I think my new friends’ son has stolen my heart. His name is Jacob and he’s five-and-a-half years old. He’s a little smaller than Calvin and has a tussley head of wavy chestnut hair. Beautiful light greenish-blue eyes silently stare up from a heart-shaped face as he lies on the couch rubbing his belly. We are just getting to know each other.

I ask him, “Jacob, do you like school?” He pauses a minute, his face shyly turned toward his dad. I ask again and he claps his flat palms together, little fingers spread like flower petals. “Yes, you do! That’s nice. Have you made lots of friends?” His dad tells me about a couple of kids that have been in his class. “Remember Margot?” his father asks him. “I remember Margot,” I add, “She was in Calvin’s class, too. Do you know Margot?” An impish smile appears on Jacob’s face sweet as a sugarplum. He remembers Margot, the little girl with super curly dark hair, long lashes and fair skin. She has seizures too, I think to myself. Thankfully, Jacob doesn't have the seizures yet. I hope he never does.

Jacob’s mother lifts him off of the couch and buries her head into his neck smothering him with kisses. She plops him down by the open window and he stands, legs slightly bent and apart for balance, waving his hands and cooing. He’s uber-cute, reminds me a bit of Calvin.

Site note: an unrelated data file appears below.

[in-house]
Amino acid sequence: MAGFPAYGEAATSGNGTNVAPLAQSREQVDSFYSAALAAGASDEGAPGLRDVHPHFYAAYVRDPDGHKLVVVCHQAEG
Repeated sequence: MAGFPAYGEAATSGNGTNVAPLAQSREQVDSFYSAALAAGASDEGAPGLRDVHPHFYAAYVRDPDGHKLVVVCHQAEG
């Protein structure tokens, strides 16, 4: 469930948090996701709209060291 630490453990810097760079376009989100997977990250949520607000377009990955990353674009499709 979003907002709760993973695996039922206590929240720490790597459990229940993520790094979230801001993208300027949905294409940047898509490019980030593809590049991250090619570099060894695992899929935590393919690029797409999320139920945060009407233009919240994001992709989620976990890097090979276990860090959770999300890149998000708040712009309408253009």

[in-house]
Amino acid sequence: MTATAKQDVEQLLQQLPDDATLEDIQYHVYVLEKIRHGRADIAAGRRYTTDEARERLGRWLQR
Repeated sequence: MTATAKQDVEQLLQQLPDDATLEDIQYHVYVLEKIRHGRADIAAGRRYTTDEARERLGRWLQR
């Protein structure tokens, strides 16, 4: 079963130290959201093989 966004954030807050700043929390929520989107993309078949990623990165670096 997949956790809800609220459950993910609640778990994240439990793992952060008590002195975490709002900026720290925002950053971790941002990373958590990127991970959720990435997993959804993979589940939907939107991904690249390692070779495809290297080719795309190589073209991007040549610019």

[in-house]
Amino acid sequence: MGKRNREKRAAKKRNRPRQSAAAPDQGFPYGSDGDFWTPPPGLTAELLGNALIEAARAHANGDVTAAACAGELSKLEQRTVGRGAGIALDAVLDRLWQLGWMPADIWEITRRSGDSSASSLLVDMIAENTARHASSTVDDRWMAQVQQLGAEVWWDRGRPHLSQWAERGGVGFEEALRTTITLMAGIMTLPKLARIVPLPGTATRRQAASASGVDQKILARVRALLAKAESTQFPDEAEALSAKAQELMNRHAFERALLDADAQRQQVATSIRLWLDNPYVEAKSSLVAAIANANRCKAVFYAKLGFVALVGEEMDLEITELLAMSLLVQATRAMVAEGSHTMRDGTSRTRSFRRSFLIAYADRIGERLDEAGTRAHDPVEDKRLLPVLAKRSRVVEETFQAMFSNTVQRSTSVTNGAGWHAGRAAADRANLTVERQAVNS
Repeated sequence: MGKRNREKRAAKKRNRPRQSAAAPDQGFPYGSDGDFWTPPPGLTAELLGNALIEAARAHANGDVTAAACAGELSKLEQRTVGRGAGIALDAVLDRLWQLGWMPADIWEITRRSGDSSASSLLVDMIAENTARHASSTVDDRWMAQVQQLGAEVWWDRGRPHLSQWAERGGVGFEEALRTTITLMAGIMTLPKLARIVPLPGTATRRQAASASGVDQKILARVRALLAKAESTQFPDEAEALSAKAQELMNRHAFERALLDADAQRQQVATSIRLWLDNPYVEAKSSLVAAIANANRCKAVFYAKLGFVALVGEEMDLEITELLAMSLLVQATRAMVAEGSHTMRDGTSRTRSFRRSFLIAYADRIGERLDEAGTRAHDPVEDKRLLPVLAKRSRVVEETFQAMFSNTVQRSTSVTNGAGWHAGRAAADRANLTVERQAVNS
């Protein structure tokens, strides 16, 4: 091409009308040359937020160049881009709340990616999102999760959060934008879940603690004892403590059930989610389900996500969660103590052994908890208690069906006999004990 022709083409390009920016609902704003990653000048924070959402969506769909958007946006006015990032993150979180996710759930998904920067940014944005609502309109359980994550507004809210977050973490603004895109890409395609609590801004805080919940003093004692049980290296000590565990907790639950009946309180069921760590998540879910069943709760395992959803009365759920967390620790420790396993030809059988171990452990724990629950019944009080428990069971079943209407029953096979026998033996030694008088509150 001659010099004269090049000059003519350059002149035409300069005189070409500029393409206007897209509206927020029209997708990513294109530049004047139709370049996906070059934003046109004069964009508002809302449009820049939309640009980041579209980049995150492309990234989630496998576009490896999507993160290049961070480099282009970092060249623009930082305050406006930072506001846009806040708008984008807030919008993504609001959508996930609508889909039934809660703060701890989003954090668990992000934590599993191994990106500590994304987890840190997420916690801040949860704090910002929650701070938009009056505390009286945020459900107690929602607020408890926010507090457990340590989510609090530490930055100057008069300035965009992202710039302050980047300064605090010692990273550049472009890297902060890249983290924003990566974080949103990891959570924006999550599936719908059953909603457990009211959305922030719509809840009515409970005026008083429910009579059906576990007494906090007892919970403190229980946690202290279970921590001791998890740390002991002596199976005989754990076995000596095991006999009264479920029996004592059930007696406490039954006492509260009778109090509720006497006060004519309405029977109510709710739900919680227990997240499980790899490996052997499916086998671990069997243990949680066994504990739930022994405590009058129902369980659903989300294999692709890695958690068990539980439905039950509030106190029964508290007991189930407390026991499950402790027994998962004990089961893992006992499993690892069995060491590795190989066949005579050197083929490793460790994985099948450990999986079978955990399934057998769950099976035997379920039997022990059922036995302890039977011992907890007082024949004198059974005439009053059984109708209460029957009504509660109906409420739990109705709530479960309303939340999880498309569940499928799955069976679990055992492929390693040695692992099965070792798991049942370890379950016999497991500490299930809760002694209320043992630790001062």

We finish our glasses of wine and my friend and I start heading out to grab dinner. Jacob’s dad gathers him up in his arms. More smooches from mama. Jacob kisses and offers his palm to say goodbye to me. At that moment I wonder if our boys could become pals, like me and his mom. Calvin has never played with other kids, only been in their midst, never really interacted in any meaningful way save the occasional touch or pat. Perhaps these two boys share something more in common, could enjoy each other's company over time. I'd like that, I thought.

After a nice visit over burgers and fries, on my drizzly drive home it was hard to make out the road everything was so black and shiny. I was eager to get back to see Calvin nestled into his new bed that's big enough for me to crawl into with him, though I haven't ... yet. I bet Jacob's parents sleep with him too, at least sometimes, I thought. There's something about sleeping with your child whose words are absent—whose future is so uncertain and seems to balance on a wire—something so primal, simple, essential.

At home I reach through the safety net on Calvin's bed to cover him. I stroke his head and think I love you. In my own bed I curl up next to my warm, slumbering husband. I imagine, for a few seconds, Calvin and Jacob playing on the carpet together, toys spread out between them. Then, with the familiar white noise of the baby monitor hissing like moist steam from a radiator I slip off into my silent darkness and dream of friends past, present and non-existent.

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